If it is cryptococcus I am not sure, but I think that the Amphotericin B is nephrotoxic, which is why they have to do the massive fluids prior to giving. I know you mentioned your cat has some kidney issues; I think. There may have been more advances in treatment than when I was working,

But no need to worry about all that now, since you don't know if he has it or not. If the symptoms are neurological, there are many other things that could be causing that.

Of course, I am sure you have carefully checked your house and yard for anything toxic.

Anyway, hope this helps,
 
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Allyocean

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Thank you both!

I am praying the neurologist will do the test and they have experience in handling and preparing the sample. I'm glad you gave me some idea of what would be involved. I already do subq 2 or 3xs a week and I only give 100 ml at a time so yes 400 sounds daunting but I will do anything for this cat.

You are both right about jumping to conclusions. I just cannot find anything indicating focal seizures increase in frequency and are continual day and night. No difference in awake or sleeping. Still twitching 3-10 times every 3 minutes.

I think the yard is free of toxins. I've checked everything, I think. Of course there may be something I'm missing. A few years back a pesticide was used on a small section of the grass for sedge grass. That was 2 or 3 years ago and once I realized what that stuff does to the environment and all creatures I will never use any chemicals again. That being said it has crossed my mind that it may be causing issues. The thing that makes me doubt that, is the time. Why now? Why 2 or 3 years passed and now it's effecting him.....I'm going crazy trying to figure it out!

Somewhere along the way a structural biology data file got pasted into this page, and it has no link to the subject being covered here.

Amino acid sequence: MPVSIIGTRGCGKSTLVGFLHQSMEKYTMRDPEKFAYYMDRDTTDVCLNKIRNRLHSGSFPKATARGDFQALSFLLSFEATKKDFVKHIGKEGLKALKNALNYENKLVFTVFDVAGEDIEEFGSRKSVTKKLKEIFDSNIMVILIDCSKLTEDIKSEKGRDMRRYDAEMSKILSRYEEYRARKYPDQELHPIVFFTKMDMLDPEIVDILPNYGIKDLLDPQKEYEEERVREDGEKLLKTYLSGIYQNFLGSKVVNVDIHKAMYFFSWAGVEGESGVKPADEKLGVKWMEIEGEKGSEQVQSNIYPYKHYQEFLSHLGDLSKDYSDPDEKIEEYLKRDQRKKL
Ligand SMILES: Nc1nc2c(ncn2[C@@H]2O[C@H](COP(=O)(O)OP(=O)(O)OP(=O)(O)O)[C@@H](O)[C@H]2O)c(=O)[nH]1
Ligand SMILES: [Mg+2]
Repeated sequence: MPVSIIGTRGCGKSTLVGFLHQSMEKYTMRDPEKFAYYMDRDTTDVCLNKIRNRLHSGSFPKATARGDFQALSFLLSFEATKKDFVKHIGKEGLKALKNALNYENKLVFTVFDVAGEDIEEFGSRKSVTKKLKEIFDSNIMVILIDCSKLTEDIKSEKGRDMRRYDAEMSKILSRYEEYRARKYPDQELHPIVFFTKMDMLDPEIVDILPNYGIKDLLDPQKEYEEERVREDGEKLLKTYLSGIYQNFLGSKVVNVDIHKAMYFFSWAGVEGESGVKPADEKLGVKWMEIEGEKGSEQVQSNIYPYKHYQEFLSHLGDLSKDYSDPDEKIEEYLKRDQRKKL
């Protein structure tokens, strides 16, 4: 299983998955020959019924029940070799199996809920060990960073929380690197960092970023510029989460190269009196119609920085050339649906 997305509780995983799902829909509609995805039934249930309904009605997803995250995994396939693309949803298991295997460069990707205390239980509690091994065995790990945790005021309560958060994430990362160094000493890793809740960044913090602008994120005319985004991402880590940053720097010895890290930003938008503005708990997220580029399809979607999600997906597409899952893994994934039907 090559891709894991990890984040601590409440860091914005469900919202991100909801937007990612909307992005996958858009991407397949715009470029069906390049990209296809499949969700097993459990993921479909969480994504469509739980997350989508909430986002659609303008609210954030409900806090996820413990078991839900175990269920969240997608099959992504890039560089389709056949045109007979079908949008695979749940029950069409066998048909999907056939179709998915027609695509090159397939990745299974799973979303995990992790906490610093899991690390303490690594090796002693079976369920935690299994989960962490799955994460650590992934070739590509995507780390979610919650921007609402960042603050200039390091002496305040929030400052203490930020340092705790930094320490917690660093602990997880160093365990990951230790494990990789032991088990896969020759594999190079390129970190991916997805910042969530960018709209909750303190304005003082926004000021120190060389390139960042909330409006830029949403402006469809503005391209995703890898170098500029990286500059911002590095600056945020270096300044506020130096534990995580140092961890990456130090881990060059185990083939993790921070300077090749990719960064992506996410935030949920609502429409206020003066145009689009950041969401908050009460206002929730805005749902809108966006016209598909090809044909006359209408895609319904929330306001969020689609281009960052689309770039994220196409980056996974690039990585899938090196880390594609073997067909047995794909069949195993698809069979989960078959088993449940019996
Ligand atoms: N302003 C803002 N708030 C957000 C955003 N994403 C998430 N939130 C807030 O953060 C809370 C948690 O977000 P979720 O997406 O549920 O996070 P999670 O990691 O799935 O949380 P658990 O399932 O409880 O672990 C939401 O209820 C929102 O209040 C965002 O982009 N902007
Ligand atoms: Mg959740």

I had the heska allergy test done 4 years ago and he's allergic to so many things that I've kept from him but giving him the famotadine I put it in a pill pocket and that has corn or wheat, I forget. Only 2 a day so can't imagine this would be the cause but maybe?

3:30 today I'll have more info but at this point I just want the test to rule in/out.
I'll post when I know more.

Thank you! This really helped me not feel so alone

Allyson
 

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Hi. Unfortunately, I have had ample experience with cats being treated for cryptococcus. Sadly, it is never high on regular veterinarian's radar, so often by the time it is diagnosed (usually through a specialist) it is very far advanced. I worked for an internal medicine specialist for about 9 years, and other veterinary specialties as well. I am not a veterinarian.

As far as I know, the treatment for Cryptococcus, once it has passed the blood brain barrier and become neurological. is Amphotericin B. This is used as well as the other oral medications used. The Amphotericin B is tricky stuff because, at least when I did it, NACL 400mls has to be given subcutaneously immediately prior to administration. This is a huge volume of fluids for a cat, even SQ. I believe the treatments were done weekly.